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EV adoption and infrastructure growth by 2030

The first gas-powered vehicle was created in the late 1800s. By 1920, 9 million were on the road. Gas stations needed to be built to accommodate drivers. As a result, nearly 150,000 gas stations were constructed in the last century to serve motorists across the U.S.

William Morrison, a chemist in Des Moines, Iowa, created one of the first electric vehicles (EVs) around the same time as the first gas-powered vehicle. His EV had a top speed of about 14 miles per hour and was roughly two and a half times more expensive than Henry Ford’s Model T. EVs accounted for roughly a third of all vehicles by 1900, but gas vehicles continued to outpace them throughout the 20th century.

A gas shortage around 1970 revived interest in expanded EV manufacturing. In 2000, the Toyota Prius became the first mass-produced hybrid electric vehicle. Tesla Motors rose to prominence in the 2010s after securing a $465 million loan from the Department of Energy to produce an all-electric, full-size vehicle along with a factory to produce components.

Though there’s been growth in EV adoption rates, there are still challenges. Part of the issue is the complexity of adding more charging infrastructure to the energy grid. More EVs means increased electrical demand in homes, at businesses and along major travel routes.

An EV needs about 350 kilowatt-hours (kWh) of energy each month, or 4,300 kWh annually. Multiply that by the thousands of EVs a Bloomberg forecast expects by 2030, and it will require massive investments both in charging station infrastructure and to bolster the grid itself.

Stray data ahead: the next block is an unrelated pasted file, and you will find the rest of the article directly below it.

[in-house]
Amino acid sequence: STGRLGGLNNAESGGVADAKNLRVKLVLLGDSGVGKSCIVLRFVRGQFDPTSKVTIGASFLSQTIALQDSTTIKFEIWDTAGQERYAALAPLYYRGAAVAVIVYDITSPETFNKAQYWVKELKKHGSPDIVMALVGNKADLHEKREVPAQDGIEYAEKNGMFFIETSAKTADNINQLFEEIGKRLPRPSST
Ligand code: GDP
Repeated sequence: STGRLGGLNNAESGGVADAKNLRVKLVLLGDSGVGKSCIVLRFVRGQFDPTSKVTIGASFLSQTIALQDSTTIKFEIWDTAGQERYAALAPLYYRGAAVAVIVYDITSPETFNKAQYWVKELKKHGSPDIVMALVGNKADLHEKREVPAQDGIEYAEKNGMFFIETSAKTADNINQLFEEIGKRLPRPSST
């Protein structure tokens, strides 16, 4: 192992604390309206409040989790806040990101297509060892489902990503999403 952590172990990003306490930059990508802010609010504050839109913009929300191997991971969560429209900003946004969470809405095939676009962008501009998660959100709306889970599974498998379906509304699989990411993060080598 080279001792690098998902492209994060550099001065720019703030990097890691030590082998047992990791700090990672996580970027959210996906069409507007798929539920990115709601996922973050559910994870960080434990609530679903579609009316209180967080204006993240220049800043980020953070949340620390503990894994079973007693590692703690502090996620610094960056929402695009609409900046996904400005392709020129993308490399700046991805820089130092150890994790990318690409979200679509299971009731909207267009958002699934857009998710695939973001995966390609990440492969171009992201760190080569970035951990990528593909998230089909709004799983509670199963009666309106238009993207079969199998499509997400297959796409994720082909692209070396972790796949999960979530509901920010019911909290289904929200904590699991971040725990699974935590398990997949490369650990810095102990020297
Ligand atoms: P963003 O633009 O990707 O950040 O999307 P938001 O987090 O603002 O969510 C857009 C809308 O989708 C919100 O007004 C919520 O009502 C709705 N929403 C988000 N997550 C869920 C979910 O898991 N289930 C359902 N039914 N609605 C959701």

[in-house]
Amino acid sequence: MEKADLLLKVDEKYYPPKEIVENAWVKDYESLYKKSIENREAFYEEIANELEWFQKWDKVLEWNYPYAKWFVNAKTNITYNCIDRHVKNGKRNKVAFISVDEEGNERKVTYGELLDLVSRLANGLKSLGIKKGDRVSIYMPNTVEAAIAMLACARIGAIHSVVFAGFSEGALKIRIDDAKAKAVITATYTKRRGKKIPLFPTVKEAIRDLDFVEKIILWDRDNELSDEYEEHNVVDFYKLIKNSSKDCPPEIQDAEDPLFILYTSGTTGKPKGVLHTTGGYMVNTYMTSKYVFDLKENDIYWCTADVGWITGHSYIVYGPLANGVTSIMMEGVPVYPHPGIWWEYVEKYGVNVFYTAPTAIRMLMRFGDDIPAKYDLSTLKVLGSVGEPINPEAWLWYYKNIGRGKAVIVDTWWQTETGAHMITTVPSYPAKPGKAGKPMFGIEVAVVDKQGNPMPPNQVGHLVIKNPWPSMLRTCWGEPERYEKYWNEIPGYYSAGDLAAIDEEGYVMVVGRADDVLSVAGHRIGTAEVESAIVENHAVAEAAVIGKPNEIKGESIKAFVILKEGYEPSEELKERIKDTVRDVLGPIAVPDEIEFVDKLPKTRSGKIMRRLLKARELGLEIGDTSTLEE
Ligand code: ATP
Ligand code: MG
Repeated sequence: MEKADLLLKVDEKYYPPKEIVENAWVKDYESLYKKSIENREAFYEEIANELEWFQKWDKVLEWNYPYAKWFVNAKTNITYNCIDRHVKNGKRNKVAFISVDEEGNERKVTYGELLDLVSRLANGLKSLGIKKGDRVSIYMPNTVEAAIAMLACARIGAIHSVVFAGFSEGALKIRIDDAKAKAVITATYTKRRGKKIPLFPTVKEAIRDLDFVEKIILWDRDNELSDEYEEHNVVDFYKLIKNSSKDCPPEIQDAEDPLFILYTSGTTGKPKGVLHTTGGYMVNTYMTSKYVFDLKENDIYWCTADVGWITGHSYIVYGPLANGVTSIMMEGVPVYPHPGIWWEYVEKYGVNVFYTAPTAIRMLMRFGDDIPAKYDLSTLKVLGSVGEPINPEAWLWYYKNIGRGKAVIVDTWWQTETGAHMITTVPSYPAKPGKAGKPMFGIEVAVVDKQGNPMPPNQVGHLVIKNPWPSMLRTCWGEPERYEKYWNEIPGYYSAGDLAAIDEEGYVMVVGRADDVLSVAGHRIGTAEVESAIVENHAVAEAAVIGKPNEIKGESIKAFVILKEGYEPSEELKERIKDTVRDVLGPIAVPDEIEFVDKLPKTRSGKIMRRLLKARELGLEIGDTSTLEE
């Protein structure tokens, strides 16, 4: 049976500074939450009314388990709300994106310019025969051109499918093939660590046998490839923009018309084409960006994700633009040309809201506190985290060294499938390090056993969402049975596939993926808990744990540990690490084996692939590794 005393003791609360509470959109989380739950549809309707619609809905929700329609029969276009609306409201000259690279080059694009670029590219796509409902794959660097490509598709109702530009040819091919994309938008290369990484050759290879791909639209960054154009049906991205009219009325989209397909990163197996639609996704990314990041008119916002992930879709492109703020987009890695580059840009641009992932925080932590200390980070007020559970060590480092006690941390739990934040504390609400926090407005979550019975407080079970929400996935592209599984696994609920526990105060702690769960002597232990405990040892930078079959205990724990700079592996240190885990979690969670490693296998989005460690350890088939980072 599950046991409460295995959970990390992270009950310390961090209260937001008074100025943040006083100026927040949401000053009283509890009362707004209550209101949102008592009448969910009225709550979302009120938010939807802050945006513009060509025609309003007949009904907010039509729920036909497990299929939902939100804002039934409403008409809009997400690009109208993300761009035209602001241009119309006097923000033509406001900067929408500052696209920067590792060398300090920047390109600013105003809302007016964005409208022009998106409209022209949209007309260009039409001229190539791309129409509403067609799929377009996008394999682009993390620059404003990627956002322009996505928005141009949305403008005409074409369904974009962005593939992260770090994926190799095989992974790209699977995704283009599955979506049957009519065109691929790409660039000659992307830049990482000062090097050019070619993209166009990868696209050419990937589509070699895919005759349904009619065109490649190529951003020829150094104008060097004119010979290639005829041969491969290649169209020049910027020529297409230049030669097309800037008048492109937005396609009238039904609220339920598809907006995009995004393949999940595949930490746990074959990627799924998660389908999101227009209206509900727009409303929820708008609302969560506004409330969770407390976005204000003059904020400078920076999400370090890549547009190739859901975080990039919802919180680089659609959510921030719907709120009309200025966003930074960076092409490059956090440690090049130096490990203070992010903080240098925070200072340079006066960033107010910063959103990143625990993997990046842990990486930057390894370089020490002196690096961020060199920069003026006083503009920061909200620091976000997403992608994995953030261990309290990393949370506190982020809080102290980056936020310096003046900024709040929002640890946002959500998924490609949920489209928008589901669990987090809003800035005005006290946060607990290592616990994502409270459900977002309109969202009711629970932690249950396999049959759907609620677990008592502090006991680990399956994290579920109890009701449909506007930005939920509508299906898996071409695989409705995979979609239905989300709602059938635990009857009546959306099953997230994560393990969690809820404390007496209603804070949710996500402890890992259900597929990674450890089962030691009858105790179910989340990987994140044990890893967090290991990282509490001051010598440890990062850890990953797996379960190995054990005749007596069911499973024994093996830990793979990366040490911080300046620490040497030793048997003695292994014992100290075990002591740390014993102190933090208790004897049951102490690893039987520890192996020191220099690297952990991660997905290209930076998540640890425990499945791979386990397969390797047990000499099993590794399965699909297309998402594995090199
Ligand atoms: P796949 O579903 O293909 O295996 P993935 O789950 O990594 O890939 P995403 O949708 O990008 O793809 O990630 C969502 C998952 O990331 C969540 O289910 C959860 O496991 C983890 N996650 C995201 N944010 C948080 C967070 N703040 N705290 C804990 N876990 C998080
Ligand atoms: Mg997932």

President Biden’s administration announced an effort earlier this year to accelerate EV adoption across the nation by 2030. The effort includes tax credits for the purchase of EVs and funding programs that support EV charger infrastructure expansion in communities across the nation. Without expanded infrastructure, such as additional generating facilities and upgraded transmission and distribution lines, American EV owners may see long lines to charge their cars or restricted times and locations for a charger.

To help ease concerns about restrictions on charging, the Department of Energy is simultaneously conducting a National Transmission Planning Study. This aims to identify transmission projects that can provide broad benefits to electric customers.

As EVs are more broadly adopted, utilities and customers will need to adapt. Our own electrification team has partnered with and provided support to help businesses in our service territory leverage funding from the National Electric Vehicle Infrastructure program to install EV chargers.

If you’re interested in going electric, check out our EV webpage.
Chris is a Communications Partner specializing in Alliant Energy’s renewable investments. Coming from a journalism background, he’s excited to tell the story of Alliant Energy’s Clean Energy Blueprint and other renewable trends in new and exciting ways.

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